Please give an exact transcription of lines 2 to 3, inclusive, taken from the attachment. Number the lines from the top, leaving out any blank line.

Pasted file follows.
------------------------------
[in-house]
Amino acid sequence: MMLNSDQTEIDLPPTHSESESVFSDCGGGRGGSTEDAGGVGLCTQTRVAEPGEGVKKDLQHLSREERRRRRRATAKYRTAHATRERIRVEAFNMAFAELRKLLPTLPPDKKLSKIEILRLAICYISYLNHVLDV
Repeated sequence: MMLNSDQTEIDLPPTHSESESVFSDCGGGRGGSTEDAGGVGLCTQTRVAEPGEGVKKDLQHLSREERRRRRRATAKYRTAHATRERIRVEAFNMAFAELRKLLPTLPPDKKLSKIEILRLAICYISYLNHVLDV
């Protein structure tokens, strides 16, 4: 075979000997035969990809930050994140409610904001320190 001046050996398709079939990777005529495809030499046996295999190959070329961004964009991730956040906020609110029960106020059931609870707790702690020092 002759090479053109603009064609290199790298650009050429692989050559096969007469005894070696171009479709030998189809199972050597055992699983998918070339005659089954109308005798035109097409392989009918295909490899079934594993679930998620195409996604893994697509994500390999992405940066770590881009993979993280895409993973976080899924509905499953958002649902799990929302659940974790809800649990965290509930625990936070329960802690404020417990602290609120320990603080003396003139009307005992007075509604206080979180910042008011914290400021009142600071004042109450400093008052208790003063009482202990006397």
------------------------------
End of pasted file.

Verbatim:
Amino acid sequence: MMLNSDQTEIDLPPTHSESESVFSDCGGGRGGSTEDAGGVGLCTQTRVAEPGEGVKKDLQHLSREERRRRRRATAKYRTAHATRERIRVEAFNMAFAELRKLLPTLPPDKKLSKIEILRLAICYISYLNHVLDV
Repeated sequence: MMLNSDQTEIDLPPTHSESESVFSDCGGGRGGSTEDAGGVGLCTQTRVAEPGEGVKKDLQHLSREERRRRRRATAKYRTAHATRERIRVEAFNMAFAELRKLLPTLPPDKKLSKIEILRLAICYISYLNHVLDV